To my surprise, and delight, next year's pep rally failed to produce the expected results.  My sophomore class was again least loud, less even than the new freshmen.  The next year found a similar result, with my juniors again the least enthusiastic.  By now it was clear that this whole class had the same non-conformist attitude, and we showed our inverted pride best at that rally of our senior year.  We barely made a peep, while the freshmen might have been the loudest, if not tied with the sophomores.  The poor juniors seemed to share our obstinacy, but to a lesser degree.
From this arose the paradox of apparent independence, expressed spontaneously like a veering school of fish.  I was (and remain) unaware of any outside influence on my decision to resist tradition.  In fact, I don't recall even mentioning my impressions and intent to any of my classmates.  Yet, it was common enough that we each made the same choice.  Could I deny a common influence existed?
A bumper sticker says, "Don't Trust Everything You Think."  It's a funny turn of phrase.  But it's clear that I can think the thoughts of others on my own.

27 February 2014

Unsophistry

What is intellectual honesty?  In short, it means engaging fairly in the exchange of ideas—debate, discussion, persuasion, argumentation, etc.  What follows began as a list of three short rules.  It expanded slightly, but not much, which is amazing for the simplicity of something that, if followed would eliminate a whole lot of sloppy thinking and foolishness.  If a theme would be drawn from these, at least one ought to be this:  Reason, while strong, is limited; Humility is greater.

1.  Accept Facts
When presented with statements known to be true (facts), these must be accepted.  This, of course requires the recognition of three classes of facts:
  • Empirically verified, or at least verifiable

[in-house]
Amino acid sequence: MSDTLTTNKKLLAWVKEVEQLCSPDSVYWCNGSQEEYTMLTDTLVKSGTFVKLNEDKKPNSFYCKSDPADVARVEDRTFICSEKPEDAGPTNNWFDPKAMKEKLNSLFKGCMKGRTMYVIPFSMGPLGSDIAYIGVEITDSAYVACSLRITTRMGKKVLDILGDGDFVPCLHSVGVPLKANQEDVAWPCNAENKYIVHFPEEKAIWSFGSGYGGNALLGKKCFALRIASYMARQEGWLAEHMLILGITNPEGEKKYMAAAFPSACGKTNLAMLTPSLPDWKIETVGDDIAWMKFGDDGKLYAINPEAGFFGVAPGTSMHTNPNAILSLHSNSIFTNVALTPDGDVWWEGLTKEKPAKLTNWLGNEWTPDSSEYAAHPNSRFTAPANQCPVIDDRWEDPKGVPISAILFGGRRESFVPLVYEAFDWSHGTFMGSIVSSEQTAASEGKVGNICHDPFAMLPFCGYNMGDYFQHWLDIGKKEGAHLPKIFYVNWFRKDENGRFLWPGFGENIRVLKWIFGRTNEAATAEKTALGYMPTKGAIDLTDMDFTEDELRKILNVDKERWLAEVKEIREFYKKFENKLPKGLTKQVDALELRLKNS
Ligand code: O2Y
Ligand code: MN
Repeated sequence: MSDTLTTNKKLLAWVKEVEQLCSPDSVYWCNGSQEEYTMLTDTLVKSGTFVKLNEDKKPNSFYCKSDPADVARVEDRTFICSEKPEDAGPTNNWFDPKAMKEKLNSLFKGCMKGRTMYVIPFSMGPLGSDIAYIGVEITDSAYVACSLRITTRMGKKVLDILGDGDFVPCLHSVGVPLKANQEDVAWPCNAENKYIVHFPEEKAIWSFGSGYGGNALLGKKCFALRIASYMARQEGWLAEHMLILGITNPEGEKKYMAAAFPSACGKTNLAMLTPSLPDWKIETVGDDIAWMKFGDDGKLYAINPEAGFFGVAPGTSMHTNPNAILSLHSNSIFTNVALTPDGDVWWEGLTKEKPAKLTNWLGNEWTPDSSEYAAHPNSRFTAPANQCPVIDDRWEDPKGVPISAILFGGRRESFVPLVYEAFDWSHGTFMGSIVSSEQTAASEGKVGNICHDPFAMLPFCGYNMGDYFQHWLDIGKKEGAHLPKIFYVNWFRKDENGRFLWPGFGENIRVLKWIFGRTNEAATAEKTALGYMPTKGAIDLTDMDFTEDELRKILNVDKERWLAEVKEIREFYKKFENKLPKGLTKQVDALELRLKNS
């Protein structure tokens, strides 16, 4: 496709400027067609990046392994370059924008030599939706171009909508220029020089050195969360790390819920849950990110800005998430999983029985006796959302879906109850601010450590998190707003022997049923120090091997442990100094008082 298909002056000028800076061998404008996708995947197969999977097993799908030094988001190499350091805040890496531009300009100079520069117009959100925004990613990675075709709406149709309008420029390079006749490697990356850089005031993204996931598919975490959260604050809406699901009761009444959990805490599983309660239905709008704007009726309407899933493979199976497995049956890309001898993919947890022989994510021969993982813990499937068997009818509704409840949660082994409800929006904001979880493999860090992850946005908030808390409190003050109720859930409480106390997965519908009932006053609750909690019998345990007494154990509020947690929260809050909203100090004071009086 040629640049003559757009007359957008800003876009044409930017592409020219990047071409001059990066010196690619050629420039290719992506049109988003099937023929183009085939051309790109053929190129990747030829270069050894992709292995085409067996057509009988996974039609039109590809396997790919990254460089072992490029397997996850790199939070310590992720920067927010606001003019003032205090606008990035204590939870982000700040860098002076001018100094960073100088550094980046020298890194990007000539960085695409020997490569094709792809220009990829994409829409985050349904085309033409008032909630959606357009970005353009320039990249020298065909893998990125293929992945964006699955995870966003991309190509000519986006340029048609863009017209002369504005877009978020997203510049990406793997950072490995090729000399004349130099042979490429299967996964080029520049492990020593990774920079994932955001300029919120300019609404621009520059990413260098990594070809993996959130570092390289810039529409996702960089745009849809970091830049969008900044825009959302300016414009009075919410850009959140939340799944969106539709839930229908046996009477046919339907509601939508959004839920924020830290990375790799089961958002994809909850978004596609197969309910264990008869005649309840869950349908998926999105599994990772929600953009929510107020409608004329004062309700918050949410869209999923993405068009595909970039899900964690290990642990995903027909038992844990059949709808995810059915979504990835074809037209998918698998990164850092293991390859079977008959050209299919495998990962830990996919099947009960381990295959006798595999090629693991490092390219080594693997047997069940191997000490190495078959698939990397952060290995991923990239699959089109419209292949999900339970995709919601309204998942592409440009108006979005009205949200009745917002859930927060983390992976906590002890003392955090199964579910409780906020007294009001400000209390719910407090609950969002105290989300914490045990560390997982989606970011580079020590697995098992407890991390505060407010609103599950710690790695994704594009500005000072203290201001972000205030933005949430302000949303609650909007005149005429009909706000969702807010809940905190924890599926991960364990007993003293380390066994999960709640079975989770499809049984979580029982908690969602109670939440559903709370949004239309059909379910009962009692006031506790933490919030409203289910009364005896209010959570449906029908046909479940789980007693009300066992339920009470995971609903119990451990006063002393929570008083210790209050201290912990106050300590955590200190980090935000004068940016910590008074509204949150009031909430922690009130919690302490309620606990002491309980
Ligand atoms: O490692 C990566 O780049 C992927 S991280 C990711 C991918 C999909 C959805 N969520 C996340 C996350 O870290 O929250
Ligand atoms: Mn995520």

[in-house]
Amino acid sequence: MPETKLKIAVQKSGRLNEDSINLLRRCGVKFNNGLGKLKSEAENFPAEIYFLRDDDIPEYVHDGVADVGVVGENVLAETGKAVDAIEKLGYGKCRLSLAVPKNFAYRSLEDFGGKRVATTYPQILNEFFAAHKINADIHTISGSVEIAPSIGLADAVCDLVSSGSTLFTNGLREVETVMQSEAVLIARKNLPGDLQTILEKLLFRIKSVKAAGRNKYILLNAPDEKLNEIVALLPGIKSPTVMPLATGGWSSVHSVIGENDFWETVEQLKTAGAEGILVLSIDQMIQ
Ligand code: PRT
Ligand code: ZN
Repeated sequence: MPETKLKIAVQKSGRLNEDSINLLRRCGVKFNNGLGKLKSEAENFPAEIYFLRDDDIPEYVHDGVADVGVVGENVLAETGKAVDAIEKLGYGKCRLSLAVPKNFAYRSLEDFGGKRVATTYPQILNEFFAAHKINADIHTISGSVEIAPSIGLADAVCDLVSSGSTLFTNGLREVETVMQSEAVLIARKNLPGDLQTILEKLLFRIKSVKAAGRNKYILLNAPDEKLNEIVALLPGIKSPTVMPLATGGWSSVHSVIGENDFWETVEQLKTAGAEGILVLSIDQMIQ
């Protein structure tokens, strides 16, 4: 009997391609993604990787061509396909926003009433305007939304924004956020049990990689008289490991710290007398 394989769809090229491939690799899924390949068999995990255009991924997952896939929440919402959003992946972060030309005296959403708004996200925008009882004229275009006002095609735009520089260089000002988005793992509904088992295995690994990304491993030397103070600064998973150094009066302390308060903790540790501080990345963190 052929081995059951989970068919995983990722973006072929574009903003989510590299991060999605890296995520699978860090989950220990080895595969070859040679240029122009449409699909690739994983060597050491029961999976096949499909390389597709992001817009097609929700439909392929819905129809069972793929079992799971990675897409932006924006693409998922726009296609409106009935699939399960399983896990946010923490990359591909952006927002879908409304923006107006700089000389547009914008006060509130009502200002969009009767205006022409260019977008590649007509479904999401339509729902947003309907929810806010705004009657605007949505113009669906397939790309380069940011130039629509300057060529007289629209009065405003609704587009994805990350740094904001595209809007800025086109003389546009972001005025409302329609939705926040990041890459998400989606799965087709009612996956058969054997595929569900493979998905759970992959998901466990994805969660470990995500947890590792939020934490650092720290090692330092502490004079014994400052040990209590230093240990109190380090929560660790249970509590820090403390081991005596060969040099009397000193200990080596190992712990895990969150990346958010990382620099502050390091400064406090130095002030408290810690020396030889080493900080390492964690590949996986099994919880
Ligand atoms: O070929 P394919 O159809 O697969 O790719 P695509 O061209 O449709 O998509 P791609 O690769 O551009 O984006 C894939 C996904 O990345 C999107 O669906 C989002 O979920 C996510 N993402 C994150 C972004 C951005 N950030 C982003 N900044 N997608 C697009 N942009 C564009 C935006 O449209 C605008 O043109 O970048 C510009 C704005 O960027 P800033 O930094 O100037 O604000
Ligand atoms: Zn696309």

• Moral boundaries relevant to all people
  • Generalizations, which accurately characterize a group (people, things, ideas, etc.), even though individuals within the group may depart from the characterization

2.  Be logically consistent
Expression of principles and ideas cannot happen without logic (inferential and deductive).  Therefore maintain logical consistency to the best of your ability. If you are inconsistent unknowingly, and this is pointed out, then accept it and attempt to correct it.

3.  Own your axioms
Because every principle or idea cannot exist without concepts that are irreducible, seen as self-evidently true, then you DO hold, and reason from, such axiomatic concepts:
  • Do not claim to hold axioms that you do not.
  • As much as possible, be aware of the axioms that you hold and use.
  • When one of your axioms is pointed out, acknowledge it.
  • A real, bona fide, axiom can NOT be explained by reason.

4.  Respect language
Since words are tools for discussing things, and not the things themselves, then:
  • Accept that words and definitions are limited.
  • Be as careful with words as you can, so that what you say is as close to what you really mean as possible.
  • Use and accept analogies and metaphors, as such.

5.  Accept your limits
If your skill or knowledge are insufficient to fully convey your meaning, or to answer a point, accept this humbly, acknowledge it, and stop.